Between 1944 and 1948, Humphrey worked constantly to unify Minnesota’s progressives, finding common ground between farmers and union members, intellectuals and business leaders — while gradually marginalizing the old United Front crowd. The result was the Democratic Farmer-Labor Party, or DFL, which would change the face of Minnesota politics for the next half century. But we got into some pretty rough fights along the way. In early 1948, hoping to earn the party’s nomination for the Senate in November, Humphrey made one last push to consolidate the organization behind him. One of his first moves came at the convention of the Young DFL in Minneapolis. We met at the old Minneapolis Labor Temple. The room was divided right down the middle, the United Front supporters on one side and our group on the other, and you could have cut the tension with a knife. I was afraid we were going to be outnumbered if it came to an endorsement vote, so I brought a big crowd over from the St. Paul college campuses — Macalester, Hamline, and St. Thomas. We packed that place, and I think we caught the other side by surprise. The hard-left people got up and gave their speeches about how we were fascists, then Humphrey got up and brought the crowd to its feet. At one point, someone in the audience asked if he thought the United Front supporters were actually members of the Communist Party. He said, “Well, if they’re not members, they are cheating it out of dues money.” A lot of people in that room had worked with Humphrey in the past, and I think they were stunned at the hard line he took. But he was mesmerizing, and we had the numbers, and he carried the crowd overwhelmingly. At the state convention a month later he did the same thing. He had the numbers and he won the crowd, and after that the party belonged to him.
Some people never forgave Humphrey for what they regarded as a purge of the left in Minnesota politics. But it showed the rest of the party — and voters across the state — that he could be a unifying force, that he represented something new in Minnesota politics and demonstrated that we had an alternative to the Republican Party.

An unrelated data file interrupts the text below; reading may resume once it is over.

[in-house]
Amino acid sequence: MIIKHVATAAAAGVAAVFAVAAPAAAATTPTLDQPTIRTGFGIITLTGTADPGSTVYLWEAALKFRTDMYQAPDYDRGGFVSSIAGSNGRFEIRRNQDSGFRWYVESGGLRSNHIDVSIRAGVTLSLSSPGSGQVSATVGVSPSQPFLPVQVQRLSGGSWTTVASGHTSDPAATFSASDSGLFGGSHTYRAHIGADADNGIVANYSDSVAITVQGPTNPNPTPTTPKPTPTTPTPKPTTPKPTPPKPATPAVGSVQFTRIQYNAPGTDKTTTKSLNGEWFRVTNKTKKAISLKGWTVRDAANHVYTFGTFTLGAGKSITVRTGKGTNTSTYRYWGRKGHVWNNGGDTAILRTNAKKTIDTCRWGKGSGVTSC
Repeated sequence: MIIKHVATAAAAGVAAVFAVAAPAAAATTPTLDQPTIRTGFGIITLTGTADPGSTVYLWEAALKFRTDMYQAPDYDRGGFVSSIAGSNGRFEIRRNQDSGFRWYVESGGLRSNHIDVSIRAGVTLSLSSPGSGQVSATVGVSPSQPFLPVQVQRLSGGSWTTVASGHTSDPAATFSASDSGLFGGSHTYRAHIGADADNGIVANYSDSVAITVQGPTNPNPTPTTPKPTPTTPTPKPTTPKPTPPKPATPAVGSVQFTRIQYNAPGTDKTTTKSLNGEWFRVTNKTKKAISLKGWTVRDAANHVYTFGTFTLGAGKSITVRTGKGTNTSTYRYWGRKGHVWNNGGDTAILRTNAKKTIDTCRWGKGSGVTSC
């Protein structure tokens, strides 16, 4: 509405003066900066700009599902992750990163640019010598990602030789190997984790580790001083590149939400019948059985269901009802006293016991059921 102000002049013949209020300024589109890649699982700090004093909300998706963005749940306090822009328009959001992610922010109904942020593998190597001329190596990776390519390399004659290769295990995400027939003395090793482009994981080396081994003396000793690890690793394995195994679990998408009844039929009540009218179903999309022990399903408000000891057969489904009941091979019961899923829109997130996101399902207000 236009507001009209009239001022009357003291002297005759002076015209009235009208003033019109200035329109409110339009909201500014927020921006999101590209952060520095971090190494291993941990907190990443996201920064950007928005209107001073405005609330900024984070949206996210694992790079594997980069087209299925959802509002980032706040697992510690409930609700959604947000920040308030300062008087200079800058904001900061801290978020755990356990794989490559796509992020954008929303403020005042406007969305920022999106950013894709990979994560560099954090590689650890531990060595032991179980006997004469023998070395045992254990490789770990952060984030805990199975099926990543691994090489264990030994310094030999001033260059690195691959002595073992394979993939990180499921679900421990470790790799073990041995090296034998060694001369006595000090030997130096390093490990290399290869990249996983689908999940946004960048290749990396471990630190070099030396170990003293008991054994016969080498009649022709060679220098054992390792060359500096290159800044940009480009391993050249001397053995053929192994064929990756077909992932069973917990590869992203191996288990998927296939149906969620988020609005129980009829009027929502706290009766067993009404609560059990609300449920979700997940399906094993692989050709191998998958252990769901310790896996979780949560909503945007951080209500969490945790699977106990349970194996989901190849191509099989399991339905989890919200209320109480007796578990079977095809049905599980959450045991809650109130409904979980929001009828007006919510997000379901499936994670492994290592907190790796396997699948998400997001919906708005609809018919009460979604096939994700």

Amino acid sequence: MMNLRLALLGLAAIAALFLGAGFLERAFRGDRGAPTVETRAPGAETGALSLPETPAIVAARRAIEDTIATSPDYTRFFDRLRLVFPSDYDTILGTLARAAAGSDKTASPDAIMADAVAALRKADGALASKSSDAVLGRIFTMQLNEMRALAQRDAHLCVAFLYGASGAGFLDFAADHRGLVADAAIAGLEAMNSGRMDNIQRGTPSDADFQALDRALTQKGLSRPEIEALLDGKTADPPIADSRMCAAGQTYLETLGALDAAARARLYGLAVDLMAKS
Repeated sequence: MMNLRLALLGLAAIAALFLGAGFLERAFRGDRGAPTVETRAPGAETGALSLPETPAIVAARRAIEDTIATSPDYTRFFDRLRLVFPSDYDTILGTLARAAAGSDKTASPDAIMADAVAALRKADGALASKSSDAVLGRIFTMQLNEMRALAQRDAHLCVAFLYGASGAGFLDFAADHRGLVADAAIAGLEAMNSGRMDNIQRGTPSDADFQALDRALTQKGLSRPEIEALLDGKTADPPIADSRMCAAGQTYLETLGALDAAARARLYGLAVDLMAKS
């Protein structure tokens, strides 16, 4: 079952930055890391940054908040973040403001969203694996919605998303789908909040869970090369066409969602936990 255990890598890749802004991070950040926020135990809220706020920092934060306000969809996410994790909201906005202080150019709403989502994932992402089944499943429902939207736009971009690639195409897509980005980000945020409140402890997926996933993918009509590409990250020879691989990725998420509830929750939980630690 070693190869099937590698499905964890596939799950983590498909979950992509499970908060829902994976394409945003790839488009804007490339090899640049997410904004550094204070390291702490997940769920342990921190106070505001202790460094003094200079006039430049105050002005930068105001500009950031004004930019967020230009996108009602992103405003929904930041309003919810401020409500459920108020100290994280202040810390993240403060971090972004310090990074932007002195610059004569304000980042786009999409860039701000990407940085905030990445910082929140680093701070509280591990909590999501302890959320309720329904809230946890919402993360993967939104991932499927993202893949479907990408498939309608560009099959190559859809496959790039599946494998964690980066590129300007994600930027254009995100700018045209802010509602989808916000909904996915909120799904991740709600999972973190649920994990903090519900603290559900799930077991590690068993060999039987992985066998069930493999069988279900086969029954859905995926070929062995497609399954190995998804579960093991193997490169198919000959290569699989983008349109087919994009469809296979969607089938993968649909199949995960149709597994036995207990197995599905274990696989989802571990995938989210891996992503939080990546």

With Humphrey leading the charge, the 1948 election proved to be a turning point in Minnesota’s political history. Humphrey won big, defeating the Republican incumbent, Joe Ball. [Harry S.] Truman carried Minnesota, becoming the first Democrat apart from Franklin Roosevelt to carry the state in a presidential race since the Civil War. We elected three new Democrats to Congress, including Gene McCarthy. In a few other races, we just missed. But you could see the elements: a generation of new talent, highly motivated, and the foundation of a new political movement. I packed up my things in Mankato and drove back to St. Paul that night after the polls closed. It was a good feeling. The next morning, Minnesota was a different state.
From time to time around this country, an extraordinary political figure emerges — a candidate who has that unique power of leadership, who breaks the mold and leads his or her state in a fundamentally new direction. In Minnesota, that figure was Humphrey. Minnesota was a cloistered, isolationist place when Humphrey came on the scene in the 1940s; he gave it a worldly, internationalist outlook. It was a state of conservative, self-reliant people. He inspired them to think about social justice and the role government could play in expanding opportunity. He put civil rights on the agenda in a state with a long history of bigotry and anti-Semitism. He brought ambition and a flair for innovation to people who, by nature, were cautious and shy. He didn’t simply establish himself as a leading figure in national politics, he built his state into an admired incubator of progressive ideas. Hubert brought out the decency and optimism in people, and he made Minnesota a different place.
From THE GOOD FIGHT by Walter Mondale with Dave Hage. Copyright © 2010 by Walter Mondale. Reprinted by permission of Scribner, a Division of Simon & Schuster, Inc.
Tomorrow: Mondale, having locked up the 1984 Democratic nomination for president, begins his search for a running mate — just as President Reagan shows signs of increasing momentum.